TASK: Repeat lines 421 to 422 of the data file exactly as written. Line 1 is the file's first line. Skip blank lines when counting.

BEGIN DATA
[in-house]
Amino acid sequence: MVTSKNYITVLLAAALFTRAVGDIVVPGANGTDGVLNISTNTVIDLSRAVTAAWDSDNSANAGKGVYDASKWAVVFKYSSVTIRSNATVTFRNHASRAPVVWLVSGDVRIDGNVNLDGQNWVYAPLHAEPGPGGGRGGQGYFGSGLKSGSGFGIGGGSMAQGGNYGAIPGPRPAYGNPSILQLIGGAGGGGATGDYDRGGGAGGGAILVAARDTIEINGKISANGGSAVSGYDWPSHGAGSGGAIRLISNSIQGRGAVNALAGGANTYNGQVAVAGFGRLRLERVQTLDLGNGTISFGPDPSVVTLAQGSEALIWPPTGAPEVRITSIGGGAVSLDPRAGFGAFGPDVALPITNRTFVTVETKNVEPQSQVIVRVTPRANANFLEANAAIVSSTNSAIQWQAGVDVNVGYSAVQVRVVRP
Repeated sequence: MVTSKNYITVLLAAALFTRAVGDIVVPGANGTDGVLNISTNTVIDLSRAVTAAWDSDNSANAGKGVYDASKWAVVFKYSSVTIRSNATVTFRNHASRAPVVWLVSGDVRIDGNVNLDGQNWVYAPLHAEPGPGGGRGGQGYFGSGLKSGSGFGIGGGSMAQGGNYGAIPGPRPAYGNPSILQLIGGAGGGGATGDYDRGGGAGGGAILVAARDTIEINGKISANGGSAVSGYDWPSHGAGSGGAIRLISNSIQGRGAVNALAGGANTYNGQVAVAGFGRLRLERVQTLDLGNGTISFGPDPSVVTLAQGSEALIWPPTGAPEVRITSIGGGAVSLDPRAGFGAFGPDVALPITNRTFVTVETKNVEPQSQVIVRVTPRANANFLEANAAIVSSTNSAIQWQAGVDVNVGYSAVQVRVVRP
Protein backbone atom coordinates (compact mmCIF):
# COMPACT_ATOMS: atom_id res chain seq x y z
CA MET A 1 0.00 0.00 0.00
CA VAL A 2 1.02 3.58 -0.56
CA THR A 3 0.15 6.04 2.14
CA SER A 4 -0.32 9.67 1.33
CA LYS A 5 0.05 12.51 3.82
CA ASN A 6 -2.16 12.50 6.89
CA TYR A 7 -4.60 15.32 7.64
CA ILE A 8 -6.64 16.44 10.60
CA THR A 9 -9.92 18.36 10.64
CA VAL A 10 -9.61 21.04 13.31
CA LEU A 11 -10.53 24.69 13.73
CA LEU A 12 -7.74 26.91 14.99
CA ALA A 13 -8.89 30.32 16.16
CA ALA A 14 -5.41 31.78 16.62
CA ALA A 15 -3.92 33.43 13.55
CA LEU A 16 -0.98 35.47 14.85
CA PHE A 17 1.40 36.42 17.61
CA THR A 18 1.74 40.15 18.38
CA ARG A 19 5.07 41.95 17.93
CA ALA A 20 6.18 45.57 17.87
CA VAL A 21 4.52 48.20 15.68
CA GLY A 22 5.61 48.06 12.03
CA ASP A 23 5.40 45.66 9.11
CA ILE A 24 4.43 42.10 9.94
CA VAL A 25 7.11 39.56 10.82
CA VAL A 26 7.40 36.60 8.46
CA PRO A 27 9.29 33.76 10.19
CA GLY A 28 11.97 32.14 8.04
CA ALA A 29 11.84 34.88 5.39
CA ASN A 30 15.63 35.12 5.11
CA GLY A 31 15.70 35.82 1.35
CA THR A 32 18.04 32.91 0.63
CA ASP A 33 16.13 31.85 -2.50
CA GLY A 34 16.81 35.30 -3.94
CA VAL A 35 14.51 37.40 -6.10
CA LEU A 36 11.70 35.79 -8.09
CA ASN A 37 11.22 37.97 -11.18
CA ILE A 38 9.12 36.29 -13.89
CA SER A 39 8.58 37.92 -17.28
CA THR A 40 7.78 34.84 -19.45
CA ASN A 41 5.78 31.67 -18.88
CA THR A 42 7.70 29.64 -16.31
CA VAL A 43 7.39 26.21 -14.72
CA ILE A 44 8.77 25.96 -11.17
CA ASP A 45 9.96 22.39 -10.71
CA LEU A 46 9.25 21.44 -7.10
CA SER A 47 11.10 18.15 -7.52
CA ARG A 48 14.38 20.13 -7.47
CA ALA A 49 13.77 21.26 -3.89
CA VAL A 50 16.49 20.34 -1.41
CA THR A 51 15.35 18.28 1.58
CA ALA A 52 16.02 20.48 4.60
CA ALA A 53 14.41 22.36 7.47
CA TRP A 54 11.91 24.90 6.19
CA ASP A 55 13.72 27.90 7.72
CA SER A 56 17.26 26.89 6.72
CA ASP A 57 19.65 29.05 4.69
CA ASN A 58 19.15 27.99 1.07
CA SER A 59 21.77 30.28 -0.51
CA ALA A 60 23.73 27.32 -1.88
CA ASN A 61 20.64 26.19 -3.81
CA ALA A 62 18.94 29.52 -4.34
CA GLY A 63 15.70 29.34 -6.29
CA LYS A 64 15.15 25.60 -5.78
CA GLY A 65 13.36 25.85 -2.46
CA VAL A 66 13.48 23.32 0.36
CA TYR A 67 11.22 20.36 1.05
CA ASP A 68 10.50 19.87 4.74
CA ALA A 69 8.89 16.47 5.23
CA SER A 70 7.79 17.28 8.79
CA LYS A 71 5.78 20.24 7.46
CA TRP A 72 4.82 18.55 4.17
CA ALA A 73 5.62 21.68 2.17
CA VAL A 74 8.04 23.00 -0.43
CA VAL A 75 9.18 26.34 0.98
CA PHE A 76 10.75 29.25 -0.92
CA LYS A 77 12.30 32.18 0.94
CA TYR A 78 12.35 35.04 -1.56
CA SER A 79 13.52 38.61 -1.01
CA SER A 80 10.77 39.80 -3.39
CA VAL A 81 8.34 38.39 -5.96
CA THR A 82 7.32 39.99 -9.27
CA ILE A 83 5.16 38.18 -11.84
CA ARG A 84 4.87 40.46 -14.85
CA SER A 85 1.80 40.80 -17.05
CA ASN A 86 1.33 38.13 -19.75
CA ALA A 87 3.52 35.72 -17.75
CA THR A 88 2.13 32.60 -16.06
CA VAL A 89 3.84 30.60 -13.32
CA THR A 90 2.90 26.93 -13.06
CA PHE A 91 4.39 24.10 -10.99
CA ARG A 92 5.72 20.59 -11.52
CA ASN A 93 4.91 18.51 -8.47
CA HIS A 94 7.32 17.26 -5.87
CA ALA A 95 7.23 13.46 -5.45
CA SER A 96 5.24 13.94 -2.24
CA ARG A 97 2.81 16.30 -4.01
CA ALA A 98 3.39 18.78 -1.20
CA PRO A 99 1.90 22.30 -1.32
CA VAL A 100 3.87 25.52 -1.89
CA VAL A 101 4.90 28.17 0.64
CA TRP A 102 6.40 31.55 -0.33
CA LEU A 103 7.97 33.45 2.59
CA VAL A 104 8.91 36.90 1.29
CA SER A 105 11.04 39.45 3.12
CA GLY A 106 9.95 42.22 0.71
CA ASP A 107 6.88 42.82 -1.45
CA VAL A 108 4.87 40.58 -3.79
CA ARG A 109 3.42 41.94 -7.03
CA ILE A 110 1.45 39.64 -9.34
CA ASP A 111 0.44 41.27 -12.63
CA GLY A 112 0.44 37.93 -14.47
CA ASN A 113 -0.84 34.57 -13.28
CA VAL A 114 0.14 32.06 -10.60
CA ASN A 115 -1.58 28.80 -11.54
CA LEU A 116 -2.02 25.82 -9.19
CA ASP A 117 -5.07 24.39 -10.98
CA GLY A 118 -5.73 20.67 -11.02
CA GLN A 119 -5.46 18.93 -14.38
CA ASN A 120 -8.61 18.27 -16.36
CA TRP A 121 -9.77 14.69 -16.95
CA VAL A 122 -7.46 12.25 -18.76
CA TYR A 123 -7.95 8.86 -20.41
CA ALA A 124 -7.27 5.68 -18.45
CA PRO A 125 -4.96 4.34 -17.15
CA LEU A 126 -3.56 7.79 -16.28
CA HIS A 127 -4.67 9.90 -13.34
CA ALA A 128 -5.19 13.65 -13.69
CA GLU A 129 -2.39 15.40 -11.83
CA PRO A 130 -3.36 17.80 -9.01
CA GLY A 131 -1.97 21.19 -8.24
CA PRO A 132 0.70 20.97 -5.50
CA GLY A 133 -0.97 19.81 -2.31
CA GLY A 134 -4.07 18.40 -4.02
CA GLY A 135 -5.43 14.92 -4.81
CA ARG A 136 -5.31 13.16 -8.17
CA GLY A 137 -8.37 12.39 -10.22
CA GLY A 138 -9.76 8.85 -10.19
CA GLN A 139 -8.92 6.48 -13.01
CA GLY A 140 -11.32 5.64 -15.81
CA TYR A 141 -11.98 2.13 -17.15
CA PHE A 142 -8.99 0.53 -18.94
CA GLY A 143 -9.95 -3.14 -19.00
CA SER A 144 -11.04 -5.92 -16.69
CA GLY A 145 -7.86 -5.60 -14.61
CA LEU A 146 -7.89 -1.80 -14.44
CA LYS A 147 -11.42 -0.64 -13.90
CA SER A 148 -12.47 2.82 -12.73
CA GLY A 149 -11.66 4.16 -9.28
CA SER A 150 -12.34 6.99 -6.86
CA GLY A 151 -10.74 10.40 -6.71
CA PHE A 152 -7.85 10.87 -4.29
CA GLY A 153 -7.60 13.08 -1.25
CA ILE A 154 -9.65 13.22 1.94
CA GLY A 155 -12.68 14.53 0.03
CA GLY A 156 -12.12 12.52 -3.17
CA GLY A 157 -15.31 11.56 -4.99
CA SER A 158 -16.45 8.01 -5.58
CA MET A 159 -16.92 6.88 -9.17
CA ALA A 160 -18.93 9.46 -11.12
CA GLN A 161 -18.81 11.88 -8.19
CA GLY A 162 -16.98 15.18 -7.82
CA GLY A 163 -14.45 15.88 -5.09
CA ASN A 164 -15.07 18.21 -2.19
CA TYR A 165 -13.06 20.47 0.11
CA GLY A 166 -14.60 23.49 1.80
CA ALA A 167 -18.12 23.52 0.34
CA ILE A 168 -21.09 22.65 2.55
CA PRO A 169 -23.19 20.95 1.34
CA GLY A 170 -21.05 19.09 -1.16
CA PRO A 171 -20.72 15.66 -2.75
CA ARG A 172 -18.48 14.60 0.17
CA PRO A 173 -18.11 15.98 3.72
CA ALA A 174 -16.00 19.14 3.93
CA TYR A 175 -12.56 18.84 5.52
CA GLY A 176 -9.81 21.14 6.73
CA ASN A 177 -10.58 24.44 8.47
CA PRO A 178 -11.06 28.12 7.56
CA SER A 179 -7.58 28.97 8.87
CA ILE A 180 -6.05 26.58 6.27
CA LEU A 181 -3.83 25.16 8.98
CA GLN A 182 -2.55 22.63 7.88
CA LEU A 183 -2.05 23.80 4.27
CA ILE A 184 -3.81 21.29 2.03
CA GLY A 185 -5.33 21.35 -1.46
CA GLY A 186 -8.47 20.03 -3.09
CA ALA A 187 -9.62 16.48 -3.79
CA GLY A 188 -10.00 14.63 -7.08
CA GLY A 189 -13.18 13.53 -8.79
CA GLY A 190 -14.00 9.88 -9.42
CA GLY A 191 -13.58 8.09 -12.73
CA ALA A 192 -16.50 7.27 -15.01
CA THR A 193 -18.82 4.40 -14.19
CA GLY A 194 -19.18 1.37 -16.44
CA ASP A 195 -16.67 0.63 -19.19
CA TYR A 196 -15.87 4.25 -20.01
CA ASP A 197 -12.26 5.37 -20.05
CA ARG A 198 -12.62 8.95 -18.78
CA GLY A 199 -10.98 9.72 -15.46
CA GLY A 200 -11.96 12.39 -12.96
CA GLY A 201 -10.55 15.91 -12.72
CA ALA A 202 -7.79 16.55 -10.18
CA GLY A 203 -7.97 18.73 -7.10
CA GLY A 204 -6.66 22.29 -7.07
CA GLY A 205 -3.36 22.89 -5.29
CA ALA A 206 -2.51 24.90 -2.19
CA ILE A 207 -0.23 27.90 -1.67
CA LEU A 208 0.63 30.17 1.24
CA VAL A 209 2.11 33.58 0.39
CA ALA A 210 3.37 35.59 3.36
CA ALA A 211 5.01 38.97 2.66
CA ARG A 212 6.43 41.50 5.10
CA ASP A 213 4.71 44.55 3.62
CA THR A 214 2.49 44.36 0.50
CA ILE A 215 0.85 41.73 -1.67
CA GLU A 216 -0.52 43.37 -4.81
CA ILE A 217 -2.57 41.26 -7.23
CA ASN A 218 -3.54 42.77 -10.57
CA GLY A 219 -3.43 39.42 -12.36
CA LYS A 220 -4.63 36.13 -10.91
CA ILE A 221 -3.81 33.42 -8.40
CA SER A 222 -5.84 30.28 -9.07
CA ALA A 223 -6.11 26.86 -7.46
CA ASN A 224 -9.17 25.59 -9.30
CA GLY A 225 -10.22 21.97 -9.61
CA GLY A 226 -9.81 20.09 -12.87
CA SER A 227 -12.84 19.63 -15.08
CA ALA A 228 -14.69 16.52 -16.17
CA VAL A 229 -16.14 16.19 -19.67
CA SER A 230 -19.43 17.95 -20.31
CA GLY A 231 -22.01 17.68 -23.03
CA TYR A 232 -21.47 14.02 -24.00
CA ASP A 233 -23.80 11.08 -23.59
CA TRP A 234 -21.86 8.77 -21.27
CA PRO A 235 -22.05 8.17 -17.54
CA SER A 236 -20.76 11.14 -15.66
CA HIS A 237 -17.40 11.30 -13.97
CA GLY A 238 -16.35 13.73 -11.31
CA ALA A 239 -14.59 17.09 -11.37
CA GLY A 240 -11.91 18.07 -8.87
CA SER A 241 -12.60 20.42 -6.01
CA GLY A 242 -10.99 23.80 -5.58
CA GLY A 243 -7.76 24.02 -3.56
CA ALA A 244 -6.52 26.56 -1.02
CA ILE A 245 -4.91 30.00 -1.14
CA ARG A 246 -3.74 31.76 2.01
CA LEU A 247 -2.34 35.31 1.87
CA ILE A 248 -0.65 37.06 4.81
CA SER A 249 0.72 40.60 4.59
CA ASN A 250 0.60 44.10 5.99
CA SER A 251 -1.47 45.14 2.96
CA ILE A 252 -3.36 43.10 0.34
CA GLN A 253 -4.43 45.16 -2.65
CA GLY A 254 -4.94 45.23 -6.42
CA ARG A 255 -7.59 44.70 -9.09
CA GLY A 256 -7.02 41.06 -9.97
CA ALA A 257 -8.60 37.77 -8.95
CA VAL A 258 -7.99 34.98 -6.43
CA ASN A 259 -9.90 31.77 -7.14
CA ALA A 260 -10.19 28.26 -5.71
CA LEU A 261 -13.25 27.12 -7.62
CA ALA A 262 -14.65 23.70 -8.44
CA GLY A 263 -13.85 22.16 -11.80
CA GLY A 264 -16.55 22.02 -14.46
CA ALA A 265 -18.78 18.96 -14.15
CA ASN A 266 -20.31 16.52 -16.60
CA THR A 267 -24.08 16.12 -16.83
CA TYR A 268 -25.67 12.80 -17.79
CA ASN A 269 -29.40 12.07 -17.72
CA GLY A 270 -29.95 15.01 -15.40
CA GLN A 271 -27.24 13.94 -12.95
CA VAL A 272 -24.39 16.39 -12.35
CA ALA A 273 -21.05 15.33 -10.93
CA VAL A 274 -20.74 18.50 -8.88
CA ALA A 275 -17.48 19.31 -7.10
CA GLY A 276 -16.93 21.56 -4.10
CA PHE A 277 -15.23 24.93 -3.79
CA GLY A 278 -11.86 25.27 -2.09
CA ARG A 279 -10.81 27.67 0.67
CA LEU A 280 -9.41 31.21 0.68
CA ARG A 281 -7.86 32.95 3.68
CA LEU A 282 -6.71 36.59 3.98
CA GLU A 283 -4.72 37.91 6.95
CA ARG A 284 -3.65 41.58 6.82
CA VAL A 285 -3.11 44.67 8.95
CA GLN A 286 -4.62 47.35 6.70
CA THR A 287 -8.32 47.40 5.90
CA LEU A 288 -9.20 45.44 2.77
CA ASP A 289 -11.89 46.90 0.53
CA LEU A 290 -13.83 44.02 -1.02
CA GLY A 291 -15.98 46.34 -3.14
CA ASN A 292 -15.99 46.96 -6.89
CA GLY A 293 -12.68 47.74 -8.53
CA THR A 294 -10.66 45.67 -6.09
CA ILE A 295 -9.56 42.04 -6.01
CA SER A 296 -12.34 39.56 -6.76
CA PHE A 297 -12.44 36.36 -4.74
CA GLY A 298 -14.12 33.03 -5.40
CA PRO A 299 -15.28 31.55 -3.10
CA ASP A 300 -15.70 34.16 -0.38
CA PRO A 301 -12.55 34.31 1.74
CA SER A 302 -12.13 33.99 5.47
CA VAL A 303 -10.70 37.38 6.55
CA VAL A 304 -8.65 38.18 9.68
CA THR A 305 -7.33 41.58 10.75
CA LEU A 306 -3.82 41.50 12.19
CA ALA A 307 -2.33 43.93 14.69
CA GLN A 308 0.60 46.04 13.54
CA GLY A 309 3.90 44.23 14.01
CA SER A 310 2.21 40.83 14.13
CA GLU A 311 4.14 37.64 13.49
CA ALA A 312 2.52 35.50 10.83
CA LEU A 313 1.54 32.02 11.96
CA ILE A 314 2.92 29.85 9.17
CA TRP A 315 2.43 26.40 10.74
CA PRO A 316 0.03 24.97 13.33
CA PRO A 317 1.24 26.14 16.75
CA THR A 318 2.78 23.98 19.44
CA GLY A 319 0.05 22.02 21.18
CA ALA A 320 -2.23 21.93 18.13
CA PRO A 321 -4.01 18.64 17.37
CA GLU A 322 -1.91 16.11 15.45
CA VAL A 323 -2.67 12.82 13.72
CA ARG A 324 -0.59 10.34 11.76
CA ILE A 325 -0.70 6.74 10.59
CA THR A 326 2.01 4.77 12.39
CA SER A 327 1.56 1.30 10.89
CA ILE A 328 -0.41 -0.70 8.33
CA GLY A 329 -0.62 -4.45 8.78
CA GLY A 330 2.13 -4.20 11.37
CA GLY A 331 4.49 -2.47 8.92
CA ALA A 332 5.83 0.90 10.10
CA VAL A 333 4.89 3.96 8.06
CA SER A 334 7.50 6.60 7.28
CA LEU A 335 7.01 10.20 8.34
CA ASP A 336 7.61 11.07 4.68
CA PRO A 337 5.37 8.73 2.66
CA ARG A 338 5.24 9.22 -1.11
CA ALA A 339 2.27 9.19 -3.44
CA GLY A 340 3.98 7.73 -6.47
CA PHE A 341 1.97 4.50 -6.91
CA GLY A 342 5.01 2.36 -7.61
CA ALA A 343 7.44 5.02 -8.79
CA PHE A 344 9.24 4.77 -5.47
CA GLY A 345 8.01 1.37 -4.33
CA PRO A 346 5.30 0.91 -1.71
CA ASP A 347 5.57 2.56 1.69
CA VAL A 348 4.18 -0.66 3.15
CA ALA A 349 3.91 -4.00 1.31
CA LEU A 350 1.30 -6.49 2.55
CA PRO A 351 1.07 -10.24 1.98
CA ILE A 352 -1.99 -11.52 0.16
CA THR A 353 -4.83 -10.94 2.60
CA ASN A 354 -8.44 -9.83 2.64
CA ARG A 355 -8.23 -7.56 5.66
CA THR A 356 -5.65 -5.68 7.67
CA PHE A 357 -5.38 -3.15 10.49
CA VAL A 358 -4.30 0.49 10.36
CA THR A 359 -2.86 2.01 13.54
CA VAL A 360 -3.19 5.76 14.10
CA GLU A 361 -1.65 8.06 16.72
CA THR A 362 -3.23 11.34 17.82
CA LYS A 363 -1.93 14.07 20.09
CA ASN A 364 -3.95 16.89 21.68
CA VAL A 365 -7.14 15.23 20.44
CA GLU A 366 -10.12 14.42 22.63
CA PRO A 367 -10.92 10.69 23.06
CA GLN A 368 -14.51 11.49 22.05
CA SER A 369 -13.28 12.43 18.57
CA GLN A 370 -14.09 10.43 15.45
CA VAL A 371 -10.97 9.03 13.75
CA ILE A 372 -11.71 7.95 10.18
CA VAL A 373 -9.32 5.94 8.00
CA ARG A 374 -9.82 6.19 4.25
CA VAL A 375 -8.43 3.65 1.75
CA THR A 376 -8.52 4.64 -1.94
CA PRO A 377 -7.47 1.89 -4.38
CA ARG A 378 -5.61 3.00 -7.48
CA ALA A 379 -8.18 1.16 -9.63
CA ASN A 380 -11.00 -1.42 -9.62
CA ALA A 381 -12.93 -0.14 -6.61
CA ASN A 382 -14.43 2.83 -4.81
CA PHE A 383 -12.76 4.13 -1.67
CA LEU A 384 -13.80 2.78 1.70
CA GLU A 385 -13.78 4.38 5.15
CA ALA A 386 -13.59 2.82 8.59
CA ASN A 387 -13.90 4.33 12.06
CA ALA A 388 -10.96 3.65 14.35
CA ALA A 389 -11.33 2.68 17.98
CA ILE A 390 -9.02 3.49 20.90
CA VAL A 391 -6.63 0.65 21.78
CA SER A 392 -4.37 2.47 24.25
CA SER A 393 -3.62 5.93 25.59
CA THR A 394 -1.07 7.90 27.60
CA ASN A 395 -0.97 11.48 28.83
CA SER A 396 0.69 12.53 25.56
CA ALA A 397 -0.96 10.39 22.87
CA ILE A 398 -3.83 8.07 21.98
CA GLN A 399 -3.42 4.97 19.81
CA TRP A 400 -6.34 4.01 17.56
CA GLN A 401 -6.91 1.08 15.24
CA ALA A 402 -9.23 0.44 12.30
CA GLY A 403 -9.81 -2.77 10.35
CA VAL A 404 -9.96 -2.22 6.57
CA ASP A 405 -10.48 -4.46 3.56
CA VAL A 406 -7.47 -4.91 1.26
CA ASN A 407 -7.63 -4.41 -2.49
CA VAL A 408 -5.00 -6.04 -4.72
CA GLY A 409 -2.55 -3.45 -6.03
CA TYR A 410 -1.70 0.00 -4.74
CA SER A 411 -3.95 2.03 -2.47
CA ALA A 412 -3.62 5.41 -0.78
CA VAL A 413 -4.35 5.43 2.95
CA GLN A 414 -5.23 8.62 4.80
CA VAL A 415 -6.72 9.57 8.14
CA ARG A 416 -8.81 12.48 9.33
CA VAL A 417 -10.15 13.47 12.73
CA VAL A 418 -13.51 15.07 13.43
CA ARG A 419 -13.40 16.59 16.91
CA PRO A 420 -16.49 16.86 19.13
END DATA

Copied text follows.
CA ARG A 416 -8.81 12.48 9.33
CA VAL A 417 -10.15 13.47 12.73